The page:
Often times with my school friends, I’d be facing a difficult internal battle inside, especially if the boy in the situation, either the one asking me directly for advice or the one who was going to be asked, was someone I borderline fancied. In such a situation, you start to wonder why you’re not the one being asked and it can be quite hurtful. At the time, I took it very badly internally but had to keep a brave face on the outside because at the time, my self-esteem had taken such a hit: I had been very ill as a child and I never considered myself attractive or worthy of anyone’s attention.

“But that’s the way that it goes / And it’s what nobody knows / Well every day my confusion grows”: a lot about being in love has to do with the mixed up way it makes you feel. I was never in love with any of these boys I knew in school; when you’re that age, everything tends to be really superficial and the attraction ends up being about looks and popularity and the thought that “going out” with someone meant fun times. I was a bookworm boffin and not popular, though oddly I was friends with several jocks who came to me needing help with their German or calculus. In particular, there was one guy I knew who was known as our school’s track star and everyone liked him.

I have no idea why he would hang around me in the early mornings before class began and he certainly never showed any romantic interest, but boy was I upset inside when I saw him going to dances with other girls. And I just accepted he’d never ask me. “There’s no sense in telling me / The wisdom of the fool won’t set you free”: does this translate to “ignorance is bliss”? Not sure. But even back then, hearing the words “there are plenty more fish in the sea” would make my blood boil. It provokes the same reaction in me. I’m the kind of person who doesn’t fall in love very often. In fact, I’ve fallen in love exactly 3 times in my life. I think when I was younger I just assumed that the Right One would come along and I would know it, but the first 2 times, I’d made a horrible mistake. This third time remains to be seen…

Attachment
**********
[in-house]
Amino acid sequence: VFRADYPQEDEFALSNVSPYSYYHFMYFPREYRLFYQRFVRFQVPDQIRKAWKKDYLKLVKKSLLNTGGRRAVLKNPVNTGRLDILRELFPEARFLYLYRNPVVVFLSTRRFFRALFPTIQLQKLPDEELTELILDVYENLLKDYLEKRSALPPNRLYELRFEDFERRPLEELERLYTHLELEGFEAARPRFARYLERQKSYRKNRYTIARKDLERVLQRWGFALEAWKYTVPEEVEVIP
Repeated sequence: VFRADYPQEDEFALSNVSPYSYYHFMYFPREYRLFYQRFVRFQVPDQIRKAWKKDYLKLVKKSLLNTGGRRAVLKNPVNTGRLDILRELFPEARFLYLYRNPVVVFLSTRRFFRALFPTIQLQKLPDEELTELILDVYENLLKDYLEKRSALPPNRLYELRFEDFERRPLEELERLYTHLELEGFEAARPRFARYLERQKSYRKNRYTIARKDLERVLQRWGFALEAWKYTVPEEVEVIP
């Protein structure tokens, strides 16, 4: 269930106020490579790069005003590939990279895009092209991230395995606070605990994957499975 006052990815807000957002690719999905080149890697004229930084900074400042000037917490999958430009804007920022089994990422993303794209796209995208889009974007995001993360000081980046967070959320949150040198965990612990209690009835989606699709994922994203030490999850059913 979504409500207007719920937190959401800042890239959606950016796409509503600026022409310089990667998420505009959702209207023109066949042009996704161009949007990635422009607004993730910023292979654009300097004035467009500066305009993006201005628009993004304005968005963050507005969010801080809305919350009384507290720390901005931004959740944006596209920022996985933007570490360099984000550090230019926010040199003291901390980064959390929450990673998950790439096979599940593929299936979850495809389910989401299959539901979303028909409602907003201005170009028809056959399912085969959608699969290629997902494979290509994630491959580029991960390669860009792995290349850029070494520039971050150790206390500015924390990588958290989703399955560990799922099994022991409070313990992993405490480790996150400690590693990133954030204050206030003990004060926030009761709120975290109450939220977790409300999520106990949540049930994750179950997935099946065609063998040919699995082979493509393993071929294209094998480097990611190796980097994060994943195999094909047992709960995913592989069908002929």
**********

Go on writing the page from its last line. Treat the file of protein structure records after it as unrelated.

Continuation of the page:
In ‘Bizarre Love Triangle’, I particularly like the chorus for not just the way Bernard Sumner sings it – which in my opinion is as emotional and full of longing as you’re going to get in a dance song – but for what it says to me. “Every time I see you falling”, every time you’re in a bad spot and you might need my support, “I get down on my knees and pray / I’m waiting for that final moment / You’ll say the words that I can’t say”, you’ll realise that what you needed and wanted all along was right in front of you and you’ll be able to say you love me. How many times have you wished such to happen and it never did? How many times have you prayed or asked a divine being for guidance because you really wanted something or someone and you were hoping for assistance?

Maybe it is something about specifically about childhood, about not knowing about what adult life is all about, that makes us think things that happen are total and final. I recall my brother saying, “no one is going to care about your high school GPA after you get into college. Let it go.” But young minds don’t work that way. The kids that came to me for relationship advice? They thought their lives would be over if they asked out someone they liked and the other person said no. Because we had next to no experience in rejection. And what constituted “love” for that matter. If only we all knew back then how little things these things would mean in the whole of our lives.

Who said electronic couldn’t be emotional? They certainly haven’t listened to New Order.

Lastly, the song in two forms, first with its strange trampoline-centred promo video by American artist Richard Longo, and second, video of when I finally got to see Sumner perform this song live with his then band Bad Lieutenant at Roskilde 2010. (My less great video is here.) Let’s just say about the latter that I was verklempt.